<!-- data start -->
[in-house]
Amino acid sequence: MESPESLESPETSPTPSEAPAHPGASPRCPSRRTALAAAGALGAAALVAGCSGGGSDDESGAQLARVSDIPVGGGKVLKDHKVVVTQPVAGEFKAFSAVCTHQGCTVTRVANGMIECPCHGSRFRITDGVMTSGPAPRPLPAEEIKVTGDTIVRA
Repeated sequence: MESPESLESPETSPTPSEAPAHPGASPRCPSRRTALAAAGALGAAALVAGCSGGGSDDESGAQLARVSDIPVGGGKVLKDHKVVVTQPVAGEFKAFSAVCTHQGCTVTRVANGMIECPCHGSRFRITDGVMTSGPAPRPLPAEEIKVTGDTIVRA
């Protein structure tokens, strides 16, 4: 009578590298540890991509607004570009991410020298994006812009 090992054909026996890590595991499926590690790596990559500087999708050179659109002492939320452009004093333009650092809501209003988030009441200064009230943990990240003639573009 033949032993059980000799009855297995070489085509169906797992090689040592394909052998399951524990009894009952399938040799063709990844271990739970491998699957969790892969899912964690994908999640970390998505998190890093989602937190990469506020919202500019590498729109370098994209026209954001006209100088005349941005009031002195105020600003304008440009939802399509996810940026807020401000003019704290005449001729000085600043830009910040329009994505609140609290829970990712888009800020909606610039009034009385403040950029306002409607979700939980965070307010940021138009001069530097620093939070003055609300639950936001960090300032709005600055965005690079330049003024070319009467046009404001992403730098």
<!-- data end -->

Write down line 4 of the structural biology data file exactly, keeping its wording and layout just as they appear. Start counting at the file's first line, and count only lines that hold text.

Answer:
């Protein structure tokens, strides 16, 4: 009578590298540890991509607004570009991410020298994006812009 090992054909026996890590595991499926590690790596990559500087999708050179659109002492939320452009004093333009650092809501209003988030009441200064009230943990990240003639573009 033949032993059980000799009855297995070489085509169906797992090689040592394909052998399951524990009894009952399938040799063709990844271990739970491998699957969790892969899912964690994908999640970390998505998190890093989602937190990469506020919202500019590498729109370098994209026209954001006209100088005349941005009031002195105020600003304008440009939802399509996810940026807020401000003019704290005449001729000085600043830009910040329009994505609140609290829970990712888009800020909606610039009034009385403040950029306002409607979700939980965070307010940021138009001069530097620093939070003055609300639950936001960090300032709005600055965005690079330049003024070319009467046009404001992403730098």